Exclusion is a last resort and in itself, it should not be viewed as a punishment, simply another sanction. With most children, exclusion is not a route they wish to follow and therefore will try to avoid this happening. There is a group who would view exclusion as just another inconvenience, something to be endured until normality resumes. It rarely effects behaviour change for this group, just builds resentment, alienates and isolates them more
However, some more challenging children will view this as an easy option. In these cases, it may sometimes work to keep them in school on an internal exclusion, or seclusion. This terminology is much better that isolation as this makes the suggestion that the former is supportive whereas the latter suggests punishment and revenge
There are only a few reasons when an exclusion may be an automatic response
In all cases of exclusion, there should be a re-entry programme which includes a Pupil Support Programme set up in conjunction with parent(s) on the first day back, a period of time in the support room to assess the state of mind and level of acceptance and difficulty of the situation.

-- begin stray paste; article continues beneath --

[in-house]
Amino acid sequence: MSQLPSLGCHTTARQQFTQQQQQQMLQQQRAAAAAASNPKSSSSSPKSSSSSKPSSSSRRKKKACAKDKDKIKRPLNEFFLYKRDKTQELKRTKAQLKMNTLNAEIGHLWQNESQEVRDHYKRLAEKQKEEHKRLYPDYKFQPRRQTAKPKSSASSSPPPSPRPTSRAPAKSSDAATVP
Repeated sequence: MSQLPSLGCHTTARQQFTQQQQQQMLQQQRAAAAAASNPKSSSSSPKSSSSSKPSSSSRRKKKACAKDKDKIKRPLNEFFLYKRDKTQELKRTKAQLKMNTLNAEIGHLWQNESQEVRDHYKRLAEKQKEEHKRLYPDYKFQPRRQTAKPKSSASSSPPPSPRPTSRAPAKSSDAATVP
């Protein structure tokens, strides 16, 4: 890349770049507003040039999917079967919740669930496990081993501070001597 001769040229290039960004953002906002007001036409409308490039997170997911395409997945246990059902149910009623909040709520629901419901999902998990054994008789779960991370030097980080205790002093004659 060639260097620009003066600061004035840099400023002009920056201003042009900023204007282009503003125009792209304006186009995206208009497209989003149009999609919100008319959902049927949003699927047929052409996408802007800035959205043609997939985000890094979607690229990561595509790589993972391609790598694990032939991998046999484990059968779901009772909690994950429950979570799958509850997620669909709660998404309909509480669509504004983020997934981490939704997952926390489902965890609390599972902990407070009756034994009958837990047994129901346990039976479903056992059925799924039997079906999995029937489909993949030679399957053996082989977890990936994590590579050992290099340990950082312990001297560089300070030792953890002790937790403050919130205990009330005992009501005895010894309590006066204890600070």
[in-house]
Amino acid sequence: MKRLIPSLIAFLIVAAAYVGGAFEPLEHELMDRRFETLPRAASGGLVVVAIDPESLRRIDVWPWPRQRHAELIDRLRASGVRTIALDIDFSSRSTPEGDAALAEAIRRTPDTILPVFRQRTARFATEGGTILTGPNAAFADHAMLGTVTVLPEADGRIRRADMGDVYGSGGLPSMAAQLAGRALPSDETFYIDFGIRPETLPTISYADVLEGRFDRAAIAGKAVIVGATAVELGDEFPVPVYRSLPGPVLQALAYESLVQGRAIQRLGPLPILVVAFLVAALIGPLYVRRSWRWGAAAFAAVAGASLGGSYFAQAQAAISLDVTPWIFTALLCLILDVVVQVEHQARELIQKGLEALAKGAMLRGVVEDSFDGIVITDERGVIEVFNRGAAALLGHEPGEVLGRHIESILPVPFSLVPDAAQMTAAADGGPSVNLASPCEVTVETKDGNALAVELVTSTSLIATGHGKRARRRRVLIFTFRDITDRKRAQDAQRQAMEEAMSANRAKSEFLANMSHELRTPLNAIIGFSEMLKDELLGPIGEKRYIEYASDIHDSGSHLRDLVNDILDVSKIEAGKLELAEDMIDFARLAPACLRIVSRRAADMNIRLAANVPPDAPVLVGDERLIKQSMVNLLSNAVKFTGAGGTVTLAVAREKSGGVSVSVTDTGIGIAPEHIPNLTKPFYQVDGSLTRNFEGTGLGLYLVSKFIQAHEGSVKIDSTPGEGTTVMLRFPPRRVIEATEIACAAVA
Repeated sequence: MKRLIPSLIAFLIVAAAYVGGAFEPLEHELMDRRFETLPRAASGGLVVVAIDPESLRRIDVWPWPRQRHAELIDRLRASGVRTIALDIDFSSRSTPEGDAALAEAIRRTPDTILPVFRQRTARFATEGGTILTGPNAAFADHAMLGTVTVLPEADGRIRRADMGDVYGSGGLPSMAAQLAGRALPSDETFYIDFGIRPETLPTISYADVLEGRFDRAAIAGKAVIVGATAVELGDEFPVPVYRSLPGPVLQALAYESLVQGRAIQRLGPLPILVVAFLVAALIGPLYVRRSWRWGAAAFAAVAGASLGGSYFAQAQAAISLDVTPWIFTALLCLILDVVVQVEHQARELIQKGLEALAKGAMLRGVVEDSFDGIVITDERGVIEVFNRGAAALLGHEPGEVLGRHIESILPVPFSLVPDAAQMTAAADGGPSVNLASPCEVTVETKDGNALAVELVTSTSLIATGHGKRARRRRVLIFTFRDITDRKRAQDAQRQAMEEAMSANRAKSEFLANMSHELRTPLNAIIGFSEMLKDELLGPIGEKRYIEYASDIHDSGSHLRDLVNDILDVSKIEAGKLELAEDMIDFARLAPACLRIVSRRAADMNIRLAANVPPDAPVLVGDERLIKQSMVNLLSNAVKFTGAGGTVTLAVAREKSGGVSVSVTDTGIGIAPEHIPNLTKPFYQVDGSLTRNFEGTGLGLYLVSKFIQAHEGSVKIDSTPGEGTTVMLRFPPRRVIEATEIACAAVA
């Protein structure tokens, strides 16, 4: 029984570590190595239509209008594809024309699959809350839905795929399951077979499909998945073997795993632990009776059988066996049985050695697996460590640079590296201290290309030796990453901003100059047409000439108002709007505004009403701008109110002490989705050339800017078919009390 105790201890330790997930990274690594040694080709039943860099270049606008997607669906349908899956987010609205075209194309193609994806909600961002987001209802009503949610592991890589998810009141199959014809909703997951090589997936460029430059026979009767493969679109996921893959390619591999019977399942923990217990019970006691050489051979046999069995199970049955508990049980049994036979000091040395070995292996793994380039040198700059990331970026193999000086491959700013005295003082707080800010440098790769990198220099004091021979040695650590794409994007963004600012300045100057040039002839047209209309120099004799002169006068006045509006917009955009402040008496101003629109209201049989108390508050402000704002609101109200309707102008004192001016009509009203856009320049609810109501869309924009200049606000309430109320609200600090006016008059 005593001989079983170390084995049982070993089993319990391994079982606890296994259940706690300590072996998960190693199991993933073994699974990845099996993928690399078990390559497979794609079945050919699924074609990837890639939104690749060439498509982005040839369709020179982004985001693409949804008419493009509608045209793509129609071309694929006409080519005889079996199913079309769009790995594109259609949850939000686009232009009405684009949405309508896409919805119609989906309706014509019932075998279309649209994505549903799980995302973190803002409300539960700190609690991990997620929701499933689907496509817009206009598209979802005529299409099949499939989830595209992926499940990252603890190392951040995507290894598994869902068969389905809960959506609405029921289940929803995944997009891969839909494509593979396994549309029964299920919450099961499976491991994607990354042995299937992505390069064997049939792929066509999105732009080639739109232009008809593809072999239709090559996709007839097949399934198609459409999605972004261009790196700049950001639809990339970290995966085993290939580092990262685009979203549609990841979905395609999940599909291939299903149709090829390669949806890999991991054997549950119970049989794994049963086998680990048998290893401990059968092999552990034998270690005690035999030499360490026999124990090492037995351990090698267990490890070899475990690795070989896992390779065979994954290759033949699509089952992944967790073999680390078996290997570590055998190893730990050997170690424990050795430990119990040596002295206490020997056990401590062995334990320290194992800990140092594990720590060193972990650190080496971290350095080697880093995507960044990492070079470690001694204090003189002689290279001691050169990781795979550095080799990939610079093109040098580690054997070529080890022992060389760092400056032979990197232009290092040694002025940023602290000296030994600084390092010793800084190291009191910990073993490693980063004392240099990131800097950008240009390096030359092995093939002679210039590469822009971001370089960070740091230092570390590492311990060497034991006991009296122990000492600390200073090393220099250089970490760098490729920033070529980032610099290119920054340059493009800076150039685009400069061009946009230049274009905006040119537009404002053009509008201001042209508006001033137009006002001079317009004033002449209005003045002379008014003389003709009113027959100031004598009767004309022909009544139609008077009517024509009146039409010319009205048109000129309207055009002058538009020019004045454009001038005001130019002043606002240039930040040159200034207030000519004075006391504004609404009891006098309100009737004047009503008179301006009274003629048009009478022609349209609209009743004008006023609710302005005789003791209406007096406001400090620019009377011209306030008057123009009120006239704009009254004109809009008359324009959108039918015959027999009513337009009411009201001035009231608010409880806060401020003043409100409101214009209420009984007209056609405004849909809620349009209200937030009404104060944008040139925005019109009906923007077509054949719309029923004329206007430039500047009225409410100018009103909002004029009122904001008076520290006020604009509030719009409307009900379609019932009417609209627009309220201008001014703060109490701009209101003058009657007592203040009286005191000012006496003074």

There may be a need to set up part-time reintegration and have the student involved with the process of managing that themselves. This revolves around choice and control within certain parameters which work for the school and the student at the same time.
It is also important to give the child some strategies for coping on this very vulnerable first day back and to have the members of staff on board with a little less rigorous set of demands at first.
Only after this assessment has been completed, should the student be re-entered into the classroom